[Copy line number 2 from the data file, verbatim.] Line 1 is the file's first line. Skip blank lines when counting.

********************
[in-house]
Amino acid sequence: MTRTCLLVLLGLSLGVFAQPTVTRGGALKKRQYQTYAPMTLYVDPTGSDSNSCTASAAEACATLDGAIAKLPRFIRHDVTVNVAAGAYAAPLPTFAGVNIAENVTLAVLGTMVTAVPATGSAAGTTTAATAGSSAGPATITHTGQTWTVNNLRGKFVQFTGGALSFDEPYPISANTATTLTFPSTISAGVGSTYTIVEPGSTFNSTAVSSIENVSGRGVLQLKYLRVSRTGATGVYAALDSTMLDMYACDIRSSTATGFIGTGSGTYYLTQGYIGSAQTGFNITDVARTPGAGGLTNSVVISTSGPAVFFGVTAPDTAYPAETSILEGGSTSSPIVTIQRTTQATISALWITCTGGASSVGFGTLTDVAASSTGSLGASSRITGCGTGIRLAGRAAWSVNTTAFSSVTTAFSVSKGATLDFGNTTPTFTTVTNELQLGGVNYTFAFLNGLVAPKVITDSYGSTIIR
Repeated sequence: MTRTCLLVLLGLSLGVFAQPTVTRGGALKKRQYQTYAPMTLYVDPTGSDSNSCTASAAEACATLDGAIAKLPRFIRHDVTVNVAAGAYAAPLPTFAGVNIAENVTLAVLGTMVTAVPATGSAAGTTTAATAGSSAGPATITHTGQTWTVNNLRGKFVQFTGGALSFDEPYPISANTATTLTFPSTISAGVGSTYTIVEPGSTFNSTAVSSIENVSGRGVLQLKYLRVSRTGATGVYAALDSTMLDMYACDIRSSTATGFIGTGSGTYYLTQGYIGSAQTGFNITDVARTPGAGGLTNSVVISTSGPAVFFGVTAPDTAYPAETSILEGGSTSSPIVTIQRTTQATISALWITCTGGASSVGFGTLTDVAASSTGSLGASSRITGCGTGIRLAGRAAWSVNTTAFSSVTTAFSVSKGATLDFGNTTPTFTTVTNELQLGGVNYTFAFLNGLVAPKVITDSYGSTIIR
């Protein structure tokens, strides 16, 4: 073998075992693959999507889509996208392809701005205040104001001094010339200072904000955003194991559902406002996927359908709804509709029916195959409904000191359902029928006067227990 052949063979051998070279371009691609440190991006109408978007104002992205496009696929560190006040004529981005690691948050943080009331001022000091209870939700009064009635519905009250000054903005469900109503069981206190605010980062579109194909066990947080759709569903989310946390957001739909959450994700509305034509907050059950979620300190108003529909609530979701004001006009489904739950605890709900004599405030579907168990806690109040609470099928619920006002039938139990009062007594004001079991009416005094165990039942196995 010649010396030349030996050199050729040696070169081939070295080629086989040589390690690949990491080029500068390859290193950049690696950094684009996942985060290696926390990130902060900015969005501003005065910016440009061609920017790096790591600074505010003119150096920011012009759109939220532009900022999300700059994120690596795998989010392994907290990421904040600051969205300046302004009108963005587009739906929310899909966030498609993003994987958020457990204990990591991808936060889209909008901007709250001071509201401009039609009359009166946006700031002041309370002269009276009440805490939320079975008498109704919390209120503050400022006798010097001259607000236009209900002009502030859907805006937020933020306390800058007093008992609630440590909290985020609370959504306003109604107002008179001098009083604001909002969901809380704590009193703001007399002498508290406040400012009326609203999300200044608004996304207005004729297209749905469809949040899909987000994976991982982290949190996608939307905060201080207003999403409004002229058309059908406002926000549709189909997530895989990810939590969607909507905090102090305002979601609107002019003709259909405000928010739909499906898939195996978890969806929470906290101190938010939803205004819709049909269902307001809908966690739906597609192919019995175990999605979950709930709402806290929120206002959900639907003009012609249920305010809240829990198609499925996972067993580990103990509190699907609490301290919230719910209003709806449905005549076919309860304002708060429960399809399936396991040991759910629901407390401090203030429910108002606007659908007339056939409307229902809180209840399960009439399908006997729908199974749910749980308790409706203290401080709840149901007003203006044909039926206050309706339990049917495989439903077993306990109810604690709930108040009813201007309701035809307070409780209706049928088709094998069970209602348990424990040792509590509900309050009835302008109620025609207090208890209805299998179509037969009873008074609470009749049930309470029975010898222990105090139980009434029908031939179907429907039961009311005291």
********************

Amino acid sequence: MTRTCLLVLLGLSLGVFAQPTVTRGGALKKRQYQTYAPMTLYVDPTGSDSNSCTASAAEACATLDGAIAKLPRFIRHDVTVNVAAGAYAAPLPTFAGVNIAENVTLAVLGTMVTAVPATGSAAGTTTAATAGSSAGPATITHTGQTWTVNNLRGKFVQFTGGALSFDEPYPISANTATTLTFPSTISAGVGSTYTIVEPGSTFNSTAVSSIENVSGRGVLQLKYLRVSRTGATGVYAALDSTMLDMYACDIRSSTATGFIGTGSGTYYLTQGYIGSAQTGFNITDVARTPGAGGLTNSVVISTSGPAVFFGVTAPDTAYPAETSILEGGSTSSPIVTIQRTTQATISALWITCTGGASSVGFGTLTDVAASSTGSLGASSRITGCGTGIRLAGRAAWSVNTTAFSSVTTAFSVSKGATLDFGNTTPTFTTVTNELQLGGVNYTFAFLNGLVAPKVITDSYGSTIIR